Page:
Unit 32 is a supermax facility that comprises five buildings, housing around 1,000 men. It imposes forced lockdown of 23 to 24 hours a day in total isolation. Many prisoners have been there for years. Often, they are confined for arbitrary reasons such as being HIV-positive, have special medical needs, are severely ill, or have requested protective custody. Generally, prisoners are not given advance notice or an explanation why they have been placed in Unit 32, nor do they receive information on how they can be removed from there.

With enforced idleness and isolation being imposed, the mentally ill regress, making the unit into a miniature hell. Those prisoners scream, moan, curse, make animal noises, engage in maniacal laughter, and have hallucinatory ravings. This prevents those holding onto their sanity from ...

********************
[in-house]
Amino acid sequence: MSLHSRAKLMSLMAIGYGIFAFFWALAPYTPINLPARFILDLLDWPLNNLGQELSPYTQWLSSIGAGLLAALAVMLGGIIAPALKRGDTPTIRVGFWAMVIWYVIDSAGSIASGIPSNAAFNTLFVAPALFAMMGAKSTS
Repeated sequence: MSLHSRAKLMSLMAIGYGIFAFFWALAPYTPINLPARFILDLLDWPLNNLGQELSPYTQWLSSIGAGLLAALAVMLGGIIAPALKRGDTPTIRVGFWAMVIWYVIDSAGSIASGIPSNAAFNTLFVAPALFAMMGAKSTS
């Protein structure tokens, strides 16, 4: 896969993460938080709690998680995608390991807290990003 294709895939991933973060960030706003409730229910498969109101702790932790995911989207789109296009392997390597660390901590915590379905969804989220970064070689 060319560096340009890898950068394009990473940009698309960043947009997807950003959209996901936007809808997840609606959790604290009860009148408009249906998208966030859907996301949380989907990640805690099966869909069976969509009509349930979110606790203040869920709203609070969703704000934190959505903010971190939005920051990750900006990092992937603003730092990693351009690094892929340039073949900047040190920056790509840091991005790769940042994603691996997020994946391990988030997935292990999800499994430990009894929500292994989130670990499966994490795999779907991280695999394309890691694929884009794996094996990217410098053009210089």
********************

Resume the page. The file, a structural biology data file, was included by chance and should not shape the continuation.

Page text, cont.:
Florida DOC’s Policy Prohibiting Release of Sex Offenders Without Address Unconstitutional

Florida DOC's Policy Prohibiting Release of Sex Offenders Without Address Unconstitutional

by David M. Reutter

In October, 2005, a Florida Circuit Court has held that a Florida Department of Corrections (FDOC) policy that requires a sex offender to provide a physical address or face indefinite imprisonment is unconstitutional.

Christopher A. Daughtry was convicted on June 23, 2000, of lewd or lascivious assault upon a child. He was sentenced to a split sentence of seven years imprisonment to be followed by five years of sex offender probation. Daughtry reached the end of his term of imprisonment on August 6, 2005. Before he was physically released, the FDOC performed a warrantless arrest for a purported violation of probation. The stated basis for the arrest was Daughtry's failure to provide an address where he would reside when released to probation.

Under Florida law, sex offenders with a victim under eighteen years of age are prohibited from "living within 1,000 feet of a school, day care center, park, playground, or other place" where children regularly congregate. Florida law also requires FDOC to report information concerning sex offenders, including an offender's intended residence if known, to the Florida Department of Law ...